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Former Chicagoan breaks silence on Louis C.K.’s sexual misconduct

Julia Wolov, who went public in 2017 about her disturbing incident with the comedian, says his predatory move “was not done with consent.”

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Louis CK in 2017.
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In the two years since she went public with an incident of sexual misconduct by Louis C.K., former Chicago comedian Julia Wolov has been largely silent about the event. But she is speaking out again this week after a comedy club owner booked C.K. and defended the move online.

Wolov and longtime friend and comedy partner Dana Goodman were among five women who described predatory behavior by the stand-up comedian in a 2017 New York Times article. C.K. confirmed the events in a remorseful statement shortly thereafter but lost several projects as a result of the revelations, among them a movie that was pulled from release and his FX series “Louie,” which was canceled.

In recent months he has resumed touring and performed six shows in September at Zanies in Rosemont. This week’s discussions spring from a booking in September at Yuk Yuk’s in Toronto.

Yuk Yuk’s founder Mark Breslin explained the hiring in a column in the Canadian Jewish News that attempted to distinguish C.K. from predatory celebrities Bill Cosby, Harvey Weinstein and Roger Ailes. In the 2002 incident involving Wolov and Goodman, C.K. had invited them to his hotel room, where he asked if he could take out his penis. After the women laughed off the request, he took off all his clothes and began masturbating.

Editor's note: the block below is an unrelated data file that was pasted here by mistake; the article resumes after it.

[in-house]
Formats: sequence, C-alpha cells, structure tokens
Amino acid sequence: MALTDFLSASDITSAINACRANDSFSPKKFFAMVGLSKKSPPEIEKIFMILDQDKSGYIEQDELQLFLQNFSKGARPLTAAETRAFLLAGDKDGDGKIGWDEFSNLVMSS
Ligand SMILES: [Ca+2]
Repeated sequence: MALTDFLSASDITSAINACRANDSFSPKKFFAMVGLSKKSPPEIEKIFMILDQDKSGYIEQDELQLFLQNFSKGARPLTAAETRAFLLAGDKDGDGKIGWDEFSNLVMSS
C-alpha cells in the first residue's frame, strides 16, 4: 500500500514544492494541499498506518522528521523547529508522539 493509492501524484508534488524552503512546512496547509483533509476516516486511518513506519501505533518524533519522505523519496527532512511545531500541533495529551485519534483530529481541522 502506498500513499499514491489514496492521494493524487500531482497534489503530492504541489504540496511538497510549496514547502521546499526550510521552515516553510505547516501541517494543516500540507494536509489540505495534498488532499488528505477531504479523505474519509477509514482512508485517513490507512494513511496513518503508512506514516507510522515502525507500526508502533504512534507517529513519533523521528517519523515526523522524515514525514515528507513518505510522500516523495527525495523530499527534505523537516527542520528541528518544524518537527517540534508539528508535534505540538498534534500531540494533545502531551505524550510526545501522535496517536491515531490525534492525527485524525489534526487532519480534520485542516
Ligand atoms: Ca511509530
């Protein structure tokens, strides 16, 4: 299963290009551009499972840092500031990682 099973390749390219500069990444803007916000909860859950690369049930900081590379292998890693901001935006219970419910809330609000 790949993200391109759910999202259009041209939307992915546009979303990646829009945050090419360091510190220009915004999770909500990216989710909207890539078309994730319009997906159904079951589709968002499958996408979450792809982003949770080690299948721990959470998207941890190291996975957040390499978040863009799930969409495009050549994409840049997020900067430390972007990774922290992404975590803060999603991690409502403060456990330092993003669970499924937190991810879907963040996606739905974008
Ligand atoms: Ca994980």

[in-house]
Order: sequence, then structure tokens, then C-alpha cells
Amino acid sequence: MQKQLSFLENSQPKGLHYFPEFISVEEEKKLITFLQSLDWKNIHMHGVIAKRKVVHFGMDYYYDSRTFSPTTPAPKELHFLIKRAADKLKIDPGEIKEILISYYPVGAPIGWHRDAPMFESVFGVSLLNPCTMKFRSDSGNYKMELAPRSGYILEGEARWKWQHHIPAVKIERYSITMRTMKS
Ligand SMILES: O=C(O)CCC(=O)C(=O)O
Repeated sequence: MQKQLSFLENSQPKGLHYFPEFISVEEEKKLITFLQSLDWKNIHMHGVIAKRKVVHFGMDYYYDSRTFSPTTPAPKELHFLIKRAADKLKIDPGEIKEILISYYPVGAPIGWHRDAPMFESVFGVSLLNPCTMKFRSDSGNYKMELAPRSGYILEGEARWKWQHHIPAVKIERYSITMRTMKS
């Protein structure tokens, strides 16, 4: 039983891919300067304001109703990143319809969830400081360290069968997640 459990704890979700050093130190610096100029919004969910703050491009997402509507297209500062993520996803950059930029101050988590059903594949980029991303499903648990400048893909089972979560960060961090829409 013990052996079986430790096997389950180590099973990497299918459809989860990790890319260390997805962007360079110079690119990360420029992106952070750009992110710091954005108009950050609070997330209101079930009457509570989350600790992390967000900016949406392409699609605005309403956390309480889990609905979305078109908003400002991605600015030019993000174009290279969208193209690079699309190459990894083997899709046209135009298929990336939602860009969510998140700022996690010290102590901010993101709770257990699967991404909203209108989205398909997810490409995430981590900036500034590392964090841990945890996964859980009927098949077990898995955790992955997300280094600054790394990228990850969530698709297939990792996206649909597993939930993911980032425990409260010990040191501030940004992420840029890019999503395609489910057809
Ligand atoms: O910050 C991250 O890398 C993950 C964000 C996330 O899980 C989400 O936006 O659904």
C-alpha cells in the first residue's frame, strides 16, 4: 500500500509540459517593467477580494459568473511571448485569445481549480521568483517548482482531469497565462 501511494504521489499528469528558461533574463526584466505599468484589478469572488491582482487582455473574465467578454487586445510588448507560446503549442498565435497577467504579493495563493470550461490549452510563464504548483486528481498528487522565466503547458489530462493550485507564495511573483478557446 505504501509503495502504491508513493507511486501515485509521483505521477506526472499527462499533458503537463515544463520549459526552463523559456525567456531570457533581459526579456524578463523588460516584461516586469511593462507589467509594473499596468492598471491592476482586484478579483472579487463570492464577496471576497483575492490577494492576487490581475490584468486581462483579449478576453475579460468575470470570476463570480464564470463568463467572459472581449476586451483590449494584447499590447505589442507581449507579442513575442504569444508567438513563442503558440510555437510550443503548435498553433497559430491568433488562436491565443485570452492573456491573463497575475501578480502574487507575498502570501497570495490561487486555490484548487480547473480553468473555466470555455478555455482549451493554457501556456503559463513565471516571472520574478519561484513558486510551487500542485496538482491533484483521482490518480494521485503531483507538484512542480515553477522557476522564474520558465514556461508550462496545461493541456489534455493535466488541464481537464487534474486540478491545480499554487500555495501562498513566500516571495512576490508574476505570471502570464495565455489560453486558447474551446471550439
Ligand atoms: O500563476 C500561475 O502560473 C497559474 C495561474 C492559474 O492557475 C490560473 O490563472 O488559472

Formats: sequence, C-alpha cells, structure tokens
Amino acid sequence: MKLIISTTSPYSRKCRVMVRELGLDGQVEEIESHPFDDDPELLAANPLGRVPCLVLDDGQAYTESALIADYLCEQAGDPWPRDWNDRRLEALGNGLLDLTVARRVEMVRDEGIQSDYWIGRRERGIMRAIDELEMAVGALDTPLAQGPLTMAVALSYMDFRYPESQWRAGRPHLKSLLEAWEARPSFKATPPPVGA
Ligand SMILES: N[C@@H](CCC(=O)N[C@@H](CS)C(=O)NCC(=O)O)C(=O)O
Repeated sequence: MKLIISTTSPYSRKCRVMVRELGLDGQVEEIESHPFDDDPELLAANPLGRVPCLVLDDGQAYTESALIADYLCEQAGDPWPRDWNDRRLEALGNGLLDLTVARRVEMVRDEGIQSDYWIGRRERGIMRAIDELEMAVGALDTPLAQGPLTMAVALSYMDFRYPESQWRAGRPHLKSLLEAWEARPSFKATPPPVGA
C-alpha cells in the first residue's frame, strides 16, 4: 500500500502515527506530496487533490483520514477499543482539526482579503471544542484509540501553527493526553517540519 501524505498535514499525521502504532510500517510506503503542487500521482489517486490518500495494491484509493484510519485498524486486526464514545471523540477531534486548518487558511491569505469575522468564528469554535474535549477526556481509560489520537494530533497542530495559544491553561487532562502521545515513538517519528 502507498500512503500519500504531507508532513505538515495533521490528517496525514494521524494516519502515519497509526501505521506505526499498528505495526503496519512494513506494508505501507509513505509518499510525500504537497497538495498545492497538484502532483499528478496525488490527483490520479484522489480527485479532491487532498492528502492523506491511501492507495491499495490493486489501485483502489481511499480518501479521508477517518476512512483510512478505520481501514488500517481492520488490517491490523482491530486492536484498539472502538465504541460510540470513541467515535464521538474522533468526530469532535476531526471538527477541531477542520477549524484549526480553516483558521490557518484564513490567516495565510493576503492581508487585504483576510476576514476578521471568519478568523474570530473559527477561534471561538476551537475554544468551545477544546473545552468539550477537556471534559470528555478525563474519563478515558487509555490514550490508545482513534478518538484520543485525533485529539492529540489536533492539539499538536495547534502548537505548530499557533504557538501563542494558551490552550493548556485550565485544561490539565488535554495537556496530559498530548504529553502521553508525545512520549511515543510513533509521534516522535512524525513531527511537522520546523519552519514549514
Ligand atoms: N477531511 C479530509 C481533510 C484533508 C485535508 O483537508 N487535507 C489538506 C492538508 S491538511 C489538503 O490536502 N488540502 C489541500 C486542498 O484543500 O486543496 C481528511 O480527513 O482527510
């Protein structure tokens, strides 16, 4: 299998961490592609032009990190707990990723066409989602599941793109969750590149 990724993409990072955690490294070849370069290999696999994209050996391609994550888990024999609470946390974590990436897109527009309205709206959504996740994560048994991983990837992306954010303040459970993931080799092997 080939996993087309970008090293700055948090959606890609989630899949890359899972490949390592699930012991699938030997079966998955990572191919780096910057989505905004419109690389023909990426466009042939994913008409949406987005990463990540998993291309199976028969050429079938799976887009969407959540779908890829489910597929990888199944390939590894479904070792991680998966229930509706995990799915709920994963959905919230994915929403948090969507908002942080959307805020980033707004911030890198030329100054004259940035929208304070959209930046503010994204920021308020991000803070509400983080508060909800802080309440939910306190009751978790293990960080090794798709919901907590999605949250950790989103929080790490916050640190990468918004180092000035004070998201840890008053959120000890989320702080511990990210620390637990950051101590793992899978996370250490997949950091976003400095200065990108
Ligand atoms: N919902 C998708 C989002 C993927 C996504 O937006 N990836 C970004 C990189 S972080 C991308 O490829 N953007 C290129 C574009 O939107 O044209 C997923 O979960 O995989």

“There was no assault,” Breslin wrote, “there was consent (followed by regret), and for that, many believe that he shouldn’t have to be subjected to permanent exile.”

Wolov took issue with that in a letter to the publication.

Julia Wolov (left) and Dana Goodman in 2011.
Alberto E. Rodriguez/Getty Images

“Contrary to Breslin’s accounting, what C.K. did was not done with consent,” Wolov wrote. “We never agreed nor asked him to take all his clothes off and masturbate to completion in front of us. But it didn’t matter because the exciting part for him was the fear on our faces.”

She also reacted to his claim that people he surveyed thought CK has been treated unfairly. “What if this had happened to your daughter or son? Or your wife?” Wolov wrote. “How would you feel? How would you feel about them getting consistent hate mail from Louis C.K. supporters who tell them to kill themselves? Did this factor into the author’s ‘unscientific market survey’?”

The duo met at an ImprovOlympic class in Chicago in 1995 and made their name locally with a bawdy two-woman sketch show. After moving to Los Angeles, they appeared in Adam Sandler movies including “Just Go With It” and “That’s My Boy” but worked primarily as writers, creating the MTV series “Faking It.”

Wolov told the Canadian Press she believes she and Goodman have lost out on writing jobs as a result of coming forward about C.K.

“He won’t go away and it won’t go away,” she said. “We really want to do something so we aren’t just the girls who Louis C.K. masturbated in front of because we aren’t that. We’ve been doing this for 26 years, we’ve been writing and performing and now that’s our new title.”